Travel spending by federal agencies has fallen 27 percent since 2010—a result of new restrictions in the wake of several conference scandals—but it can’t drop much more, according to a media analysis that predicts federal travel spending will stabilize in the next few years.
Even if far fewer federal employees are traveling now than did in 2010, there’s some good news that organizations relying on federal meeting attendees can take from that: It can’t get much worse.
That’s according to an analysis of federal travel spending records by Federal Times. The article notes that, on the whole, travel spending by agencies has fallen by 27 percent since fiscal year 2010—from $9.5 billion that year to $6.9 billion through fiscal 2013, based on receipts from the General Services Administration’s SmartPay charge-card program. Travel spending thus far in fiscal 2014 has dropped to $4.1 billion, based on estimates through May, an 8 percent decrease from last year. By the end of the fiscal year, the decline is expected to hit the 30 percent mark required by a 2012 order from the Office and Management and Budget.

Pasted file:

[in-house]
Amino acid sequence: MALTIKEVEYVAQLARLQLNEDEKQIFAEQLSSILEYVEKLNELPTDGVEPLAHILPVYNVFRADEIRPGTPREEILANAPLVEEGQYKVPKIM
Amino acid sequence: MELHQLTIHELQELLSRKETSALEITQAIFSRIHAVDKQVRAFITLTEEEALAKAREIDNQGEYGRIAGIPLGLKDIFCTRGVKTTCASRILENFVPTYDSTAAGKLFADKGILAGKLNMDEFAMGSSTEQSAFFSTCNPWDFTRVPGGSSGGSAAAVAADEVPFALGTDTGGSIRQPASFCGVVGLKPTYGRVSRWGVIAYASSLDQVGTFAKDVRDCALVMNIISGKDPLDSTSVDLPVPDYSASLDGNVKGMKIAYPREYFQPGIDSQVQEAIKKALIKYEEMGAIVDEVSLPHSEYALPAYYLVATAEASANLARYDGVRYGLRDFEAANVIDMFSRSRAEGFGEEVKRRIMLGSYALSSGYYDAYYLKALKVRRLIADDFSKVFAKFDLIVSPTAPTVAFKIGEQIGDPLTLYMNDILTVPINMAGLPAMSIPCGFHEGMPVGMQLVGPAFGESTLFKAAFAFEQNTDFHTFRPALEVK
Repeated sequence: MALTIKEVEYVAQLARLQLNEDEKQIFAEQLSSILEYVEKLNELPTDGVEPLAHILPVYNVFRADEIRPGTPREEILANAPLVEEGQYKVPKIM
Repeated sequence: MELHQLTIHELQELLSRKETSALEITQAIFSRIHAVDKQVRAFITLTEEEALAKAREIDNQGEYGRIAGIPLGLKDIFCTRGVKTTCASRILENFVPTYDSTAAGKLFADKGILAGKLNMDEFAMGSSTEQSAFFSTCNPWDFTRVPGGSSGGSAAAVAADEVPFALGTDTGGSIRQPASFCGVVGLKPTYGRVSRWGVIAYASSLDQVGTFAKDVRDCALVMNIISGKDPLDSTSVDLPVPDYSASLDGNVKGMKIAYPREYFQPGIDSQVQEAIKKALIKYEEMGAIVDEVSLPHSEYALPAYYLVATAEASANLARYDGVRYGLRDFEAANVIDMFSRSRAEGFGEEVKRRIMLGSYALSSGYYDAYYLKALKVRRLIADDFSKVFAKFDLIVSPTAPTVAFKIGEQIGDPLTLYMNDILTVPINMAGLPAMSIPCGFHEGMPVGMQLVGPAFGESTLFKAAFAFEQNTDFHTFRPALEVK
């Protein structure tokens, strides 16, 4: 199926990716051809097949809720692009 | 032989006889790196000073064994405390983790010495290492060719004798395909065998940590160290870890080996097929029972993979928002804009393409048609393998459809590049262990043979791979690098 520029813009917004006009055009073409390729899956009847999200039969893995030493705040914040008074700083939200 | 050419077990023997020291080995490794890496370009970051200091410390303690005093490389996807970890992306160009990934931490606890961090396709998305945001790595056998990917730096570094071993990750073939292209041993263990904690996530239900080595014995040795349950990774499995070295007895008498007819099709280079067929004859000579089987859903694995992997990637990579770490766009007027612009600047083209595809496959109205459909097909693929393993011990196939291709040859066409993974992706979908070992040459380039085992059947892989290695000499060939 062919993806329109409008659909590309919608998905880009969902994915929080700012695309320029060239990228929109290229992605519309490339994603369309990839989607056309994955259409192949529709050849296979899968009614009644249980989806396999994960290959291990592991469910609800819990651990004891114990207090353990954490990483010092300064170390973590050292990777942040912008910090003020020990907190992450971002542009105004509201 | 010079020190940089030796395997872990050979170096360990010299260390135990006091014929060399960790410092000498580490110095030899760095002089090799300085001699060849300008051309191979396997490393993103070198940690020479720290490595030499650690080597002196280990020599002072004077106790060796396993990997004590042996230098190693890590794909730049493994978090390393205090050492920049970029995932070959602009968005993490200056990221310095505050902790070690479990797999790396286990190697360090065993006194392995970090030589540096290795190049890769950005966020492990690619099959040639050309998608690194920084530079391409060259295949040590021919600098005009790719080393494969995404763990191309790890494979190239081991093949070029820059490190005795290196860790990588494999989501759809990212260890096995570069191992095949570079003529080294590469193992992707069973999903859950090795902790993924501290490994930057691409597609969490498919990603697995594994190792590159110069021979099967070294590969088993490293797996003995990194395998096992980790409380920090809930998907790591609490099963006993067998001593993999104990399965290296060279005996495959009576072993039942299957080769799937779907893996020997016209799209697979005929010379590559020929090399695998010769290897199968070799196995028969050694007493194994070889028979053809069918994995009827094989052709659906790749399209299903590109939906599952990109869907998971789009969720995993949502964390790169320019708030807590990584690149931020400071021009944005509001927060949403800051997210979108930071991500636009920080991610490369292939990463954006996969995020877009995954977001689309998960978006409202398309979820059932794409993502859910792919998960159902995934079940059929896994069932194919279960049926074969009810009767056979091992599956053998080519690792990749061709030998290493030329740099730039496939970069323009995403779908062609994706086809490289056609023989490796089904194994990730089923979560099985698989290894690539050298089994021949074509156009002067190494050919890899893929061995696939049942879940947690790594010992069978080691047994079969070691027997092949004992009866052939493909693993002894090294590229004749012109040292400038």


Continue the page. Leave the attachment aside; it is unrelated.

I think for the next fiscal year it will probably [be] business as usual.
According to travel experts who spoke with Federal Times, this suggests that travel spending by federal agencies will likely plateau as efforts to cut costs reach their limits but no additional spending is authorized.
“I think for the next fiscal year it will probably [be] business as usual. I don’t think we are going to see any huge increases over the next couple years,” Scott Lamb, Hilton Hotels’ director of government sales, told the publication.
The travel-spending stats come at a time when members of Congress are continuing to look at ways to rein in costs after a wave of conference scandals—including, notably, one that emerged from the GSA itself. One bill, the Conference Accountability Act, was pulled from a Senate Homeland Security and Governmental Affairs Committee hearing late last month to allow for more research and debate on the measure.
But even without new legislation, belts are tightening, thanks to the OMB order and a 2013 OMB guidance on how agencies should evaluate travel needs and what constitutes acceptable travel expenses.